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Toshiba’s troubles continue

June 23, 2017

The OEM has been “demoted” on the Tokyo stock exchange and is continuing talks to sell Memory Chip business.

Reuters reported that the company has bigger financial losses for 2016 than first estimated and as a result was downgraded on the Tokyo stock exchange to the second section. Toshiba has also been given permission from regulatory bodies to delay filing its yearly accounting by a month due to a “prolonged accounting investigation at its bankrupt Westinghouse nuclear unit” and this is the sixth time the company has asked for more time in filing accounts since 2015.

The company will now file its earnings by 10 August and Toshiba President Satoshi Tsunakawa is set to hold a news conference in Tokyo at 5pm today.

Meanwhile, Wirth Consulting reported that the company is set to sell its Memory Chip business to a consortium of investors which includes “Innovation Corporation of Japan, Bain Capital Private Equity, and the Development Bank of Japan”.

Toshiba split the Toshiba Memory Corporation from the main company and it became a “wholly owned subsidiary” but its sale is needed to cover the billions of dollars the company has lost from its nuclear unit in America. According to Wirth Consulting Toshiba said that the consortium “presented the best proposal, not only in terms of valuation, but also in respect to certainty of closing, retention of employees, and maintenance of sensitive technology within Japan (the consortium is based in either Japan or South Korea).” It appears that Foxconn and Apple are now out of the picture having previously tried to buy the chip business.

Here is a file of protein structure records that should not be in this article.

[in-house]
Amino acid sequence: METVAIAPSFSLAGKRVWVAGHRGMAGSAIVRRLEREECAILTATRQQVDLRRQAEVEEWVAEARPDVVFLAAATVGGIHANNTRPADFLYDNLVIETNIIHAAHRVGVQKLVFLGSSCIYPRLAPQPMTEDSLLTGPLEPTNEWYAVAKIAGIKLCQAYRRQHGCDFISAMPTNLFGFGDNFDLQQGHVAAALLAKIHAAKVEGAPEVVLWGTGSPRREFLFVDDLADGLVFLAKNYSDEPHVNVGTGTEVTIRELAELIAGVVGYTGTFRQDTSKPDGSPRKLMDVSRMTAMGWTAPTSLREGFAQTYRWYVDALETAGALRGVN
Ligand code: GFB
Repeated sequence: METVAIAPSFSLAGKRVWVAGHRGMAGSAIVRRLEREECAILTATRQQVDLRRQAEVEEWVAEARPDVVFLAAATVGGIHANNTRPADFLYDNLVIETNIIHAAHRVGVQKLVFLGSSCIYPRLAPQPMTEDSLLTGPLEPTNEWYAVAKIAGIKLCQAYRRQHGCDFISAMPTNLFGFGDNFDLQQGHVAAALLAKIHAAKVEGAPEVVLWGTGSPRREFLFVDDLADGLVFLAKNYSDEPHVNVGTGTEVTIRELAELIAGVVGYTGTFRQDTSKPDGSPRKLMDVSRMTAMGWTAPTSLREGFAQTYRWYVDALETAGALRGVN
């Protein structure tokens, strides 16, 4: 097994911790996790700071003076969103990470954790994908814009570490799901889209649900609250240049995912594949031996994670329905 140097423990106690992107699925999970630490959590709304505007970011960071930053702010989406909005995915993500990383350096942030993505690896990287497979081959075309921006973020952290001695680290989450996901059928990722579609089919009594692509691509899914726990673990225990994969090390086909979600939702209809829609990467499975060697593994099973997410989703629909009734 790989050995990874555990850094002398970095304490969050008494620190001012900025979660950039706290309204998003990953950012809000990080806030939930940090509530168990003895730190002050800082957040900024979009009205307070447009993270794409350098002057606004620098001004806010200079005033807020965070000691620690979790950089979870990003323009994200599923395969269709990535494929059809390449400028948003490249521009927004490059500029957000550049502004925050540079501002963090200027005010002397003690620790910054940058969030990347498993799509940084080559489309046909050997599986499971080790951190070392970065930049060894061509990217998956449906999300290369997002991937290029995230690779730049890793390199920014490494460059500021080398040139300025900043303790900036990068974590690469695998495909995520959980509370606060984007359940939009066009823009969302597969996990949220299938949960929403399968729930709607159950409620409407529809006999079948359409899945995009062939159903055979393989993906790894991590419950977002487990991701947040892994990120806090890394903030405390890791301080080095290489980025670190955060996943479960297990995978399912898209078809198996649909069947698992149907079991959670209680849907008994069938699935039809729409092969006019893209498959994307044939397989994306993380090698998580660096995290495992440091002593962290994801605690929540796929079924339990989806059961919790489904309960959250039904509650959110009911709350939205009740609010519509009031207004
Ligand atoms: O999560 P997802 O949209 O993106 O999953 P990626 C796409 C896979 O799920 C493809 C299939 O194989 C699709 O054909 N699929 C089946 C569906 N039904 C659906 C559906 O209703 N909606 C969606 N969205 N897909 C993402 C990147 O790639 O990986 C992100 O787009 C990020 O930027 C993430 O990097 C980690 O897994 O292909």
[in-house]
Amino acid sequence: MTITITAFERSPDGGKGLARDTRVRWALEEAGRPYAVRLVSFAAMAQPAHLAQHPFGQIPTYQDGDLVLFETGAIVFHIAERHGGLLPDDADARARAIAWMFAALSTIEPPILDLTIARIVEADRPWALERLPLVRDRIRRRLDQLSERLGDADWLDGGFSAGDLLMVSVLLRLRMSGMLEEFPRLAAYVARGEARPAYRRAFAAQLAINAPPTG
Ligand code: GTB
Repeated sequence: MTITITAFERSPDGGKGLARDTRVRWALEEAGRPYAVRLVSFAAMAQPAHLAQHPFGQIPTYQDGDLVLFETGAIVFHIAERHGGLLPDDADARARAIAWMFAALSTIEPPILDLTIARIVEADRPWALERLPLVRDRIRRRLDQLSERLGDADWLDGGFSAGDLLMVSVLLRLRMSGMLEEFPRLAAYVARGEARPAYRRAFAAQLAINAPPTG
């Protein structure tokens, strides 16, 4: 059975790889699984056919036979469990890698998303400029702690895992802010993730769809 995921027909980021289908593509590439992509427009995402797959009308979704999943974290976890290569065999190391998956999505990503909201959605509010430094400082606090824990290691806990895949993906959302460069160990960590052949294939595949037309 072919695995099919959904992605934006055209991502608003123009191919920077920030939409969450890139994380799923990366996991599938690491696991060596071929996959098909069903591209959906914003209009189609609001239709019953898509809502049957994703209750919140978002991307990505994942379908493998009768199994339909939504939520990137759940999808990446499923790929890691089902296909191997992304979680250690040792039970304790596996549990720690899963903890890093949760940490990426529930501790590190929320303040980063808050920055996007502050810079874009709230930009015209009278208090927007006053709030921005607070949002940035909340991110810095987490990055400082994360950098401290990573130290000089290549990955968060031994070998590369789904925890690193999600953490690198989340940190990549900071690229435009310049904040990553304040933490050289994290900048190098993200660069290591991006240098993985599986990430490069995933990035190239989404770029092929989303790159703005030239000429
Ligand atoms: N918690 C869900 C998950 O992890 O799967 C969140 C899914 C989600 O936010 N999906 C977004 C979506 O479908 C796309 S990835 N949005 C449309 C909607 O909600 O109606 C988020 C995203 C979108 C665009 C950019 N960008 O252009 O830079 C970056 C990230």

The transaction was expected to be completed by March 2018 but in a further setback Western Digital, Toshiba’s manufacturing partner in the chip business, filed a lawsuit in California to try and block the OEM from selling the business and requested a San Francisco state court to “keep the sale on hold” until a legal dispute is resolved with Western Digital.

Steve Milligan, CEO, Western Digital, said Toshiba was “violating contractual rights” and that had left his company no alternative but to take legal action. However, there is speculation that the dispute may be ended and that Western Digital may join the consortium.

Reuters said the consortium bid would have to clear Toshiba’s 2 trillion yen debt ($18/€16billion).

 

 

 

 

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